TVLandia: Somewhere in Latin America.


Where is TVLandia? The mythical Paraiso of wealthy, tall, fair-skinned, fair-haired, impossibly beautiful people, pondering first world problems during visits to luxury restaurants and high-end fashion boutiques.

It is somewhere in Latin America, but I never found it.

I saw its bleached inhabitants conducting their sanitised and dramatised travails during daily, nightly and incessantly replayed Telenovelas, or soap operas, on screens throughout Latin America, a continent of predominantly olive-skinned, dark-haired, brown-eyed, working class people toiling day after day in low paying jobs just to feed their families.

I never saw anyone, from Lima to Tegucigalpa, from Oaxaca to Asuncion, who resembled the gleaming characters on the TV screens.

Is there a secret, highly-guarded, autonomous territory nestled deep in the heart of Bogota, Sao Paulo or Mexico City?

Is this wonderland so revered, so exalted among the populace that its name dare not be mentioned, especially to a grubby backpacker like myself?

Does one require a passport, or years of Botox, plastic surgery, peroxide and enhancement to enter its hallowed streets?

Do the inhabitants even exist, in human form anyway? Or, are the perfectly-sculpted specimens merely holograms or computer-generated, CGI avatars?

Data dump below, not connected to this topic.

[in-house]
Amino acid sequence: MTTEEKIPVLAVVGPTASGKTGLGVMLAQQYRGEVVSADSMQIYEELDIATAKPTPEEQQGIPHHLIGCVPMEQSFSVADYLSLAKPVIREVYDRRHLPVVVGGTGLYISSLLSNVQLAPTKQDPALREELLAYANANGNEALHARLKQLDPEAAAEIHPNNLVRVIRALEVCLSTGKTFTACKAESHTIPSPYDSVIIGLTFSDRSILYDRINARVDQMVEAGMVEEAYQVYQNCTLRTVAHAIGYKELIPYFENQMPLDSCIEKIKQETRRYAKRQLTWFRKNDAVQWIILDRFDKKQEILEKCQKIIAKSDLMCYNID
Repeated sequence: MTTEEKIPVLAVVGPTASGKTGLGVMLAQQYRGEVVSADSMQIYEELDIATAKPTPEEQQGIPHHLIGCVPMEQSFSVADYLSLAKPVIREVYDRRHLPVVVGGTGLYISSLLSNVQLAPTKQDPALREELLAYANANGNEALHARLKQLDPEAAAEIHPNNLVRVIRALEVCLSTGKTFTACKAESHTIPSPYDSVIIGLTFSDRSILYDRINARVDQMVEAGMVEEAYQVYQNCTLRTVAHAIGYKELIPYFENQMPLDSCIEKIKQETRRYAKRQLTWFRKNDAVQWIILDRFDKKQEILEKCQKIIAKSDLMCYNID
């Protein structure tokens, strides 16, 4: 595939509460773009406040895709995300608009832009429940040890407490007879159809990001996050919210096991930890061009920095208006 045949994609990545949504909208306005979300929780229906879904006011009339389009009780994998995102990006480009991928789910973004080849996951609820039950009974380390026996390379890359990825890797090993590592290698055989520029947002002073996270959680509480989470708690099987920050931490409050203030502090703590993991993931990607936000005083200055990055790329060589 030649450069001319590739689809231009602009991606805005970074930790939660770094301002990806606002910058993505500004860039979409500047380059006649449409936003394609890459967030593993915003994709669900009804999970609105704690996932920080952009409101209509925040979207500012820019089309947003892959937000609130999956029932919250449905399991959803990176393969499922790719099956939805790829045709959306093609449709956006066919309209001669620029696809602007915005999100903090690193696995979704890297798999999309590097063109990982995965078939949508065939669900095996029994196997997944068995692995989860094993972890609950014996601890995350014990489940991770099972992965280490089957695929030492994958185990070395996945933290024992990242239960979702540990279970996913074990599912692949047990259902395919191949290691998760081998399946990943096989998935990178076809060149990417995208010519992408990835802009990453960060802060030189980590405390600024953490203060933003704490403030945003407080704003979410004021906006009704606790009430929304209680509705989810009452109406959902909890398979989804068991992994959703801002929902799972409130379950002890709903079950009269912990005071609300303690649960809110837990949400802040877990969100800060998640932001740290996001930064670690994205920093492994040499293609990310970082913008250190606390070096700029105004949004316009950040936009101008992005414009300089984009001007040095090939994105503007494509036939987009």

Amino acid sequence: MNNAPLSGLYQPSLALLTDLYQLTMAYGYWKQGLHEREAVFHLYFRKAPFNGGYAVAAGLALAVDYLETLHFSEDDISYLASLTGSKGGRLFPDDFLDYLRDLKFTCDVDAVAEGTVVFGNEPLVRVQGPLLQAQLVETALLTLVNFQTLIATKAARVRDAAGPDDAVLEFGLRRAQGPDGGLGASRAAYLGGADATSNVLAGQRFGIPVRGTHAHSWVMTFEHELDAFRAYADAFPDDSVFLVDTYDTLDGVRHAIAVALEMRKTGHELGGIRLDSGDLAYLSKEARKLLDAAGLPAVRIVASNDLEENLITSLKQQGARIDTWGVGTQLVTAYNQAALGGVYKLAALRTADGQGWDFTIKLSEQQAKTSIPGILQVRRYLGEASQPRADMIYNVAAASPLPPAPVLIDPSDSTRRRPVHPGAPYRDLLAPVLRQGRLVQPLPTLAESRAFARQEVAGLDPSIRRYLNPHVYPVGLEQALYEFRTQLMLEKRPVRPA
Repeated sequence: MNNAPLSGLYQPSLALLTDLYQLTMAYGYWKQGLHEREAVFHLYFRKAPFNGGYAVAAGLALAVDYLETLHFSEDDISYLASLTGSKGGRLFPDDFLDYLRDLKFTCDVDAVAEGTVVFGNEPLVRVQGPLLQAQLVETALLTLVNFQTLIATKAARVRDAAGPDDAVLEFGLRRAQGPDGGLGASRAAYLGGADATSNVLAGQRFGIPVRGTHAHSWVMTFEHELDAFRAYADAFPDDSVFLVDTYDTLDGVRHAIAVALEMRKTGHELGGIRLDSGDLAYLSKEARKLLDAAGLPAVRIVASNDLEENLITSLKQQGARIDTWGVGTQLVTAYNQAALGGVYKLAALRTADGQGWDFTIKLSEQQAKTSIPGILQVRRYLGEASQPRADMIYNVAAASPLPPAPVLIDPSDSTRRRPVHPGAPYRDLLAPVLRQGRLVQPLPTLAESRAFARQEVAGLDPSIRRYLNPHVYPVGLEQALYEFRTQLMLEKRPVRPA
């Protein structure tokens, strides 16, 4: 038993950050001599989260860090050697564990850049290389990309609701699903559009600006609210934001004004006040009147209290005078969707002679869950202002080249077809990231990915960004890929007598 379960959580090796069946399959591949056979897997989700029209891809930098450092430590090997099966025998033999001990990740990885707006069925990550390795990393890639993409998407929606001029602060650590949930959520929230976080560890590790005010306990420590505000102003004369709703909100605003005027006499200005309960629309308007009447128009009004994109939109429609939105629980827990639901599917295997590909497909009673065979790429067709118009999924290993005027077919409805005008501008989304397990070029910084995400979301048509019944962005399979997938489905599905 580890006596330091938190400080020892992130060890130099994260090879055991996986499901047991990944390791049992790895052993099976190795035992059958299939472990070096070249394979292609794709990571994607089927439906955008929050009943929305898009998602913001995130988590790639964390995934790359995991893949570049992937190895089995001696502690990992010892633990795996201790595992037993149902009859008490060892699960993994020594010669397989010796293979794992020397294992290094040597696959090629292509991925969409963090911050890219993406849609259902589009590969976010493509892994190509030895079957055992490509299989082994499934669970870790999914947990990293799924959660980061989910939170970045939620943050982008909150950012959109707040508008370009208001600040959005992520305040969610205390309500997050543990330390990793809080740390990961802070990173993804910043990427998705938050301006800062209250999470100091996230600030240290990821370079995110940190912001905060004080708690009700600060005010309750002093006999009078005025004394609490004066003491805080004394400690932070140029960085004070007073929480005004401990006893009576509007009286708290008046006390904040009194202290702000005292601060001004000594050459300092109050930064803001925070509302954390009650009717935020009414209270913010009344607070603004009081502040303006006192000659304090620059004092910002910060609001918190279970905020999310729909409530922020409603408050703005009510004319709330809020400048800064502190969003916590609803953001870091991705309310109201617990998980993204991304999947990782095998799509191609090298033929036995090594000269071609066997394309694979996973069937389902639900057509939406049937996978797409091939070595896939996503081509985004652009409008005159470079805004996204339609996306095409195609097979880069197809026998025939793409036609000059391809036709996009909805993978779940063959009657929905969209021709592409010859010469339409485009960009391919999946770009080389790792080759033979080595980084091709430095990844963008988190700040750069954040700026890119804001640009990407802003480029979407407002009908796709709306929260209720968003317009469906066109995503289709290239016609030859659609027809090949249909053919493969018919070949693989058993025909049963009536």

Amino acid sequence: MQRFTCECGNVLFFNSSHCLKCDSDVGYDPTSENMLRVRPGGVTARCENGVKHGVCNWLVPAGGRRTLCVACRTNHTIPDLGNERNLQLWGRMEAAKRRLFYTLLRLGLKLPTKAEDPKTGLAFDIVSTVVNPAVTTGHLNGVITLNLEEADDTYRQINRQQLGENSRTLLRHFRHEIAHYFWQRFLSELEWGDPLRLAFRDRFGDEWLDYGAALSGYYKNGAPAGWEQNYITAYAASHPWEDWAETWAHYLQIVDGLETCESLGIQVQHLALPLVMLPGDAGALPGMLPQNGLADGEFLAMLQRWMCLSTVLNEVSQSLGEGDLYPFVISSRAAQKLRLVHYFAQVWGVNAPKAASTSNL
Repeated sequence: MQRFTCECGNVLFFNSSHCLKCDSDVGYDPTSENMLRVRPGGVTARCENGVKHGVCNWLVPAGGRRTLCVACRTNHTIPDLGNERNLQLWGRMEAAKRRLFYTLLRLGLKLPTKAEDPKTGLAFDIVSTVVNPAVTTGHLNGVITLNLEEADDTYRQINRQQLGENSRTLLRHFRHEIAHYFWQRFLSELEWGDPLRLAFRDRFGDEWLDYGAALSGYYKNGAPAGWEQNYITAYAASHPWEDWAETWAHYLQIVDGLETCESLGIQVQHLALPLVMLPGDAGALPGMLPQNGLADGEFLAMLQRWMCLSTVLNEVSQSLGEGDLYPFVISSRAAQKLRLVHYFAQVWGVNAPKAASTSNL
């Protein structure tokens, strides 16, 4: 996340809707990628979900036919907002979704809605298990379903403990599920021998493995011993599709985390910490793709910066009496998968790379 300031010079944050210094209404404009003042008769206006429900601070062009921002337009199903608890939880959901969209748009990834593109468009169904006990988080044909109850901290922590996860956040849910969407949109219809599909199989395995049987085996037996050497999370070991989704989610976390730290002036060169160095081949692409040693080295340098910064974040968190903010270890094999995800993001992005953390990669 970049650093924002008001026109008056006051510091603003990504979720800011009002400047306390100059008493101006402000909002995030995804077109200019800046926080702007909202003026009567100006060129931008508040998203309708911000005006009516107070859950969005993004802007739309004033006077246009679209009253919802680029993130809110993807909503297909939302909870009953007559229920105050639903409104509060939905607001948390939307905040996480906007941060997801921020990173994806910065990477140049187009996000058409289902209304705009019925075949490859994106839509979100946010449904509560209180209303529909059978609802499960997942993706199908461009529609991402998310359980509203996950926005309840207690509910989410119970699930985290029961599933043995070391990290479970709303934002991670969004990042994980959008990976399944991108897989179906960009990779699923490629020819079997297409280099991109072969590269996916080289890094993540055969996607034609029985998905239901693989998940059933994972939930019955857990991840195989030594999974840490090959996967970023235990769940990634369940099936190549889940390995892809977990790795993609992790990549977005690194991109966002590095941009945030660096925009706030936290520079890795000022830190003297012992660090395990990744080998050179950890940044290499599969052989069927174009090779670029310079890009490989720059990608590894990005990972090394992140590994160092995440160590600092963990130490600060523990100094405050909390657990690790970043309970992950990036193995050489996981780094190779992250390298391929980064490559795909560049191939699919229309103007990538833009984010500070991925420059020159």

Are they simply a creation of the TV directors, who feed the continent’s insatiable appetite for pure escapism and pure, unadulterated, idealised fantasy which detaches the pueblo, even momentarily, from their own brutal reality?

Where does perfection reside?

In TVLandia, somewhere in Latin America.


One response to “TVLandia: Somewhere in Latin America.”

  1. Yes, most of our TV programming works to alienate the population from their harsh reality and sell a standard of beauty and quality of life affordable for few citizens of our land. As a consequence, we have music and other kinds of cultural manifestations that are increasingly poor and people increasingly less politicized and without critical sense enough to provoke transformations that are becoming more and more urgent for our progress.


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